A Plain Simple Lecture — Non-ergodic , but … satisfying

There is another talk from the Philosophy of Cosmology Conference in Tenerife 2014 that is in a similar league to Joel Primack’s awesome display of the Bolshoi Simulations of dark matter structure. Only this one I will write about tonight is pretty much words and equations only. No pretty pictures. But don’t let that dissuade you from enjoying the talk by Bob Wald on Gravity and Thermodynamics.

Most physics students might only know Robert Wald from his famous textbook on General Relativity.

Aside: While searching for a nice picture to illuminate this post I came across a nice freehand SVG sketch of Shaun Maguire’s. He’s a postdoc at Caltech and writes nicely in a blog there: Quantum Frontiers. If you are more a physics/math geek than a philosophy/physics geek then you will enjoy his blog. I found it very readable, not stunning poetic prose, but easy-going and sufficiently high on technical content to hold my interest.


Says Maguire, “I’ve been trying to understand why the picture on the left is correct, even though my intuition said the middle picture should be (intuition should never be trusted when thinking about quantum gravity.)” Source: http://quantumfrontiers.com/2014/06/20/ten-reasons-why-black-holes-exist/

That has to do with black hole firewalls, which digresses away from Wald’s talk.

It is not true to say Wald’s talk is plain and simple, since the topic is advanced, only a second course on general relativity would cover the details. And you need to get through a lot of mathematical physics in a first course of general relativity. But what I mean is that Wald is such a knowledgeable and clear thinker that he explains everything crisply and understandably, like a classic old-school teacher would. It is not flashy, but damn! It is tremendously satisfying and enjoyable to listen to. I could hit the pause button and read his slides then rewind and listen to his explanation and it just goes together so sweetly. He neither repeats his slides verbatim, not deviates from them confusingly. However, I think if I were in the audience I would be begging for a few pauses of silence to read the slides. So the advantage is definitely with the at-home Internet viewer.

Now if you are still reading this post you should be ashamed! Why did you not go and download the talk and watch it?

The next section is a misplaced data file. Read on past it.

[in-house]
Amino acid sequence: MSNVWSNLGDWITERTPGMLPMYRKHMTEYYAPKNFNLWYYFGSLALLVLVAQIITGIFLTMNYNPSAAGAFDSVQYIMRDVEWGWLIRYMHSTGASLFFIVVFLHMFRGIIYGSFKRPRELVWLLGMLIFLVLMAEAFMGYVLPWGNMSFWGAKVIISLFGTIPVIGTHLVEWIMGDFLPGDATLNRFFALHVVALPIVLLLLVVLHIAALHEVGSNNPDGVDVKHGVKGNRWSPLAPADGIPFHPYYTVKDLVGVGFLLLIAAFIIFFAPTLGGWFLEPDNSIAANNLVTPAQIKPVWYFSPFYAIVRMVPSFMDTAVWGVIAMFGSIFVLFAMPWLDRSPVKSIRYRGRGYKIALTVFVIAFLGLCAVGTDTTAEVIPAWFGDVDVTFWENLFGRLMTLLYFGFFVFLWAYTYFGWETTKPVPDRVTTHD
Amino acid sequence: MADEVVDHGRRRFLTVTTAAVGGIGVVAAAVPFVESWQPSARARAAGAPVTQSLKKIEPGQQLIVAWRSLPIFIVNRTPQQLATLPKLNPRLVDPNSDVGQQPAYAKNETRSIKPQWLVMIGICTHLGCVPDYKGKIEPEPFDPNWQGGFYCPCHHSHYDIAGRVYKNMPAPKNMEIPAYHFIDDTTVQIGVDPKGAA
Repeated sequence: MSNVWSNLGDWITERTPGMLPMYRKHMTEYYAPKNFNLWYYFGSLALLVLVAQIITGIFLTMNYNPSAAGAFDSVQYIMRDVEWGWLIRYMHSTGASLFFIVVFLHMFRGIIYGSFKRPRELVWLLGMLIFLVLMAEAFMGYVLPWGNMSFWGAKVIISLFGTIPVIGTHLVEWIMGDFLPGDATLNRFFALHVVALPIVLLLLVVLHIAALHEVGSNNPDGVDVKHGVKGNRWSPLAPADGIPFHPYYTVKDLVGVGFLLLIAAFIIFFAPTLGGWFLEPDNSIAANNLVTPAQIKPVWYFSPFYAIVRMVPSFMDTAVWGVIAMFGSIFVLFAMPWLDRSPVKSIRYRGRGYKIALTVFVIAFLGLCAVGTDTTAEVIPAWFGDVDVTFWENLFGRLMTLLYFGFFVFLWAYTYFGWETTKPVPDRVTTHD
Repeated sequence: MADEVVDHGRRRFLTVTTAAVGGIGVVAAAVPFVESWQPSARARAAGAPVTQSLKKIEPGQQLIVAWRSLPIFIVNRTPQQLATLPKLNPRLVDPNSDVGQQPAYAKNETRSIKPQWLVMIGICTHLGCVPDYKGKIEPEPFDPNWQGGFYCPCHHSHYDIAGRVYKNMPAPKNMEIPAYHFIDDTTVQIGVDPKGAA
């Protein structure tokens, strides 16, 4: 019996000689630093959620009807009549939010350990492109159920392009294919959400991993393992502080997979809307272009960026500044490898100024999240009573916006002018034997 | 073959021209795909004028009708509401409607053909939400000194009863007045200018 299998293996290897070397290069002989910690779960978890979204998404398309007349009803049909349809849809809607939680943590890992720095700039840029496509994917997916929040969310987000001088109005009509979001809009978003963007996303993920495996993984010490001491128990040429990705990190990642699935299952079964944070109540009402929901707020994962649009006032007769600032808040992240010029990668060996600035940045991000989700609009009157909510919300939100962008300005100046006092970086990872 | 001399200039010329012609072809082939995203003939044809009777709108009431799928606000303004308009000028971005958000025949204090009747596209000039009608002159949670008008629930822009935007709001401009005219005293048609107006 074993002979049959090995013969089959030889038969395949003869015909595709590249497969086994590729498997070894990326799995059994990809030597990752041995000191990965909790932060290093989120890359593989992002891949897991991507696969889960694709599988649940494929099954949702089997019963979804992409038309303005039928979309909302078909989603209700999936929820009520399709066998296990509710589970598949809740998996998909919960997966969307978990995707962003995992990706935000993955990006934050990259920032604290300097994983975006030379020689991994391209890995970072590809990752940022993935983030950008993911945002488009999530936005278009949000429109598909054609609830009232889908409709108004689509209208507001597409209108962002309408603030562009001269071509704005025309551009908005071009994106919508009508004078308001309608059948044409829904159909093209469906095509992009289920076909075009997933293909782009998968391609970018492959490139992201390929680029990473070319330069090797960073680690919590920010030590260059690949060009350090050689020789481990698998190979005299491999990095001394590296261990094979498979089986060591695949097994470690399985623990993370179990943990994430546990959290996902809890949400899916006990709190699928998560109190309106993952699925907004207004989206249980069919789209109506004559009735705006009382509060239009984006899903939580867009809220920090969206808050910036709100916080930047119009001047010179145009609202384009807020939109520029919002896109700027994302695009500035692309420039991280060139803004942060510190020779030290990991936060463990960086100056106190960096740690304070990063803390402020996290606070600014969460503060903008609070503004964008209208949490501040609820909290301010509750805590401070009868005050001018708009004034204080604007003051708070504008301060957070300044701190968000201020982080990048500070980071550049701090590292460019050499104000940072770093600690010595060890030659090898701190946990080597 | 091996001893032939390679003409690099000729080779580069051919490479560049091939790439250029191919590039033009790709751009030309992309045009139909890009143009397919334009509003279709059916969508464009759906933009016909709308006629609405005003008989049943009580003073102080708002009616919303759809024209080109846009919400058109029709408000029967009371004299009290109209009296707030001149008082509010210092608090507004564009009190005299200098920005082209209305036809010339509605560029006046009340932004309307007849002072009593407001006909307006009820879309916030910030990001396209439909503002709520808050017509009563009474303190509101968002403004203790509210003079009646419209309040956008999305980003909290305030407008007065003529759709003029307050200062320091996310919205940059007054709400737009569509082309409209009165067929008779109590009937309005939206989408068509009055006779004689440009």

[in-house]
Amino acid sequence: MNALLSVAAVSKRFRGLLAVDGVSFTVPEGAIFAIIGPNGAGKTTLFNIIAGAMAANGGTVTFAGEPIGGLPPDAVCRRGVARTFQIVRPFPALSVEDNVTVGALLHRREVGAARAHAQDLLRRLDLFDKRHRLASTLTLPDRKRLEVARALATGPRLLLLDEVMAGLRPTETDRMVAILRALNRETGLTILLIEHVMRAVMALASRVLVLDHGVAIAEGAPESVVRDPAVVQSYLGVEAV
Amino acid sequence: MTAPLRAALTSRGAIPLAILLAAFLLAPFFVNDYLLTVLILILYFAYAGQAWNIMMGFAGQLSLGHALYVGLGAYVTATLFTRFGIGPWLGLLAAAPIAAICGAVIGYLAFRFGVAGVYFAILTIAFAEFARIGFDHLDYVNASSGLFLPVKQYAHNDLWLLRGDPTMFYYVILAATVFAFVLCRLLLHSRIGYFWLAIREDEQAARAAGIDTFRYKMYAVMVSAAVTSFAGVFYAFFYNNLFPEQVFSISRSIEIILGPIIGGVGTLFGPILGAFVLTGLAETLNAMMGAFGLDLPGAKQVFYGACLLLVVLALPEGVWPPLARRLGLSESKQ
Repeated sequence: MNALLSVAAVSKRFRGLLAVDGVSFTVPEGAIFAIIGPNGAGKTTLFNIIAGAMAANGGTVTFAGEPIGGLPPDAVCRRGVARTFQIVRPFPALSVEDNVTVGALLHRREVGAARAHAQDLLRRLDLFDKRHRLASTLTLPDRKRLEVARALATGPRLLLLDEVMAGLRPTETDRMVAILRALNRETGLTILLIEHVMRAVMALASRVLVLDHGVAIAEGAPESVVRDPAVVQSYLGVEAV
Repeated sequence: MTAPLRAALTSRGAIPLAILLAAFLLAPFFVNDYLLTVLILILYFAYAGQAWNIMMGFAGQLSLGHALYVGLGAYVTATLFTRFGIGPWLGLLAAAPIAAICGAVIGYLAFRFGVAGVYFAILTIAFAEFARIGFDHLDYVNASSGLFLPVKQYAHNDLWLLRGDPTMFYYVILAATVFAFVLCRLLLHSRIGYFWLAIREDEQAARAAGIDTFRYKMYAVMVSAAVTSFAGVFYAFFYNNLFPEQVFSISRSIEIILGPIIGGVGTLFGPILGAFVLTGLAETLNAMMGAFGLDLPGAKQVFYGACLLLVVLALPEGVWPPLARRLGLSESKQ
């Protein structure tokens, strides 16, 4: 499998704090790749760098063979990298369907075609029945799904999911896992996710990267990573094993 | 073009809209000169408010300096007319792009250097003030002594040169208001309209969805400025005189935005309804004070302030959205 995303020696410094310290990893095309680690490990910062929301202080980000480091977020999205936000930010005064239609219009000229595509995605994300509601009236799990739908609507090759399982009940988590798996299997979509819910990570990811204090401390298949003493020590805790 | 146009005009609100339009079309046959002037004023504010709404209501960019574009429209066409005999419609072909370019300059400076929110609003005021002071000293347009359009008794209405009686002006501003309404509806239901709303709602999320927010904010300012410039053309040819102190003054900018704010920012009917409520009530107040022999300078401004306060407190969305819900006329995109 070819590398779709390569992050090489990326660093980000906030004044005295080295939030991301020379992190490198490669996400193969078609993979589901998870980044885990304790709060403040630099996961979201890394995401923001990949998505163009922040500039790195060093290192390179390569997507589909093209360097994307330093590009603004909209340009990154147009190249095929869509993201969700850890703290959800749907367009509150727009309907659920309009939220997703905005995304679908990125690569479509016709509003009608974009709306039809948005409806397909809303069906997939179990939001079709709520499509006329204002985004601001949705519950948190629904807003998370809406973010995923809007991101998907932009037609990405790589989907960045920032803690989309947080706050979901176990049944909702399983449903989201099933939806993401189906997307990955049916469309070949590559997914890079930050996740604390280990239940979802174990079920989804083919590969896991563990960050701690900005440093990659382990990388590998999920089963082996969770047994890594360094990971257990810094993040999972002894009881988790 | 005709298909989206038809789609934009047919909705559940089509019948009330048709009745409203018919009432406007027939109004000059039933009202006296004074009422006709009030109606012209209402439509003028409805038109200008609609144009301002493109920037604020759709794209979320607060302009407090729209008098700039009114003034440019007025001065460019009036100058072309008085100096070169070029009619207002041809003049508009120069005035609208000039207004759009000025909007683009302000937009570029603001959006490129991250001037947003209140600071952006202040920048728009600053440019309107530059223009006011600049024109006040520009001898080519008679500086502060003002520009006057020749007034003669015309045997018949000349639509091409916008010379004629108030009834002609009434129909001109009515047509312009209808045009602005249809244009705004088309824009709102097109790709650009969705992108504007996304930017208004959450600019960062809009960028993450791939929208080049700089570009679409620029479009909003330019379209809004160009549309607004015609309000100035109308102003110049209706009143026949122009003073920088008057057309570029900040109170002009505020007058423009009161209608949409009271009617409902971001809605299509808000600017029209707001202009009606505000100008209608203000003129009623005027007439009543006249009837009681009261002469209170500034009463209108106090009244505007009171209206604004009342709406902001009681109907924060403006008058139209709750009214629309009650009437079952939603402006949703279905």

I loved Wald’s lucid discussion of the Generalised Second Law (which is basically a redefinition of entropy, which is that generalised entropy should be the sum of thermodyanmics entropy plus black hole entropy or black hole surface area.)

Then he gives a few clear arguments that provide strong reasons for regarding the black hole area formula as equivalent to an entropy, one of which is that in general relativity dynamic instability is equivalent to thermodynamic instability, hence the link between the dynamic process of black hole area increase is directly connected to black hole entropy. (This is in classical general relativity.)

But then he puts the case that the origin of black hole entropy is not perfectly clear, because black hole entropy does not arise out of the usual ergodicity in statistical mechanics systems, whereby a system in an initial special state relaxes via statistical processes towards thermal equilibrium. Black holes are non-ergodic. They are fairly simple beasts that evolve deterministically. “The entropy for a black hole arises because it has a future horizon but no past horizon,” is how Wald explains it. In other words, black holes do not really “equilibrate” like classical statistical mechanics gases. Or at least, they do not equilibrate to a thermal temperature ergodically like a gas, they equilibrate dynamically and deterministically.

Wald’s take on this is that, maybe, in a quantum gravity theory, the detailed microscopic features of gravity (foamy spacetime?) will imply some kind of ergodic process underlying the dynamical evolution of black holes, which will then heal the analogy with statistical mechanics gas entropy.

This is a bit mysterious to me. I get the idea, but I do not see why it is a problem. Entropy arises in statistical mechanics, but you do not need statistically ergodic processes to define entropy. So I did not see why Wald is worried about the different equilibration processes viz. black holes versus classical gases. They are just different ways of defining an entropy and a Second Law, and it seems quite natural to me that they therefore might arise from qualitatively different processes.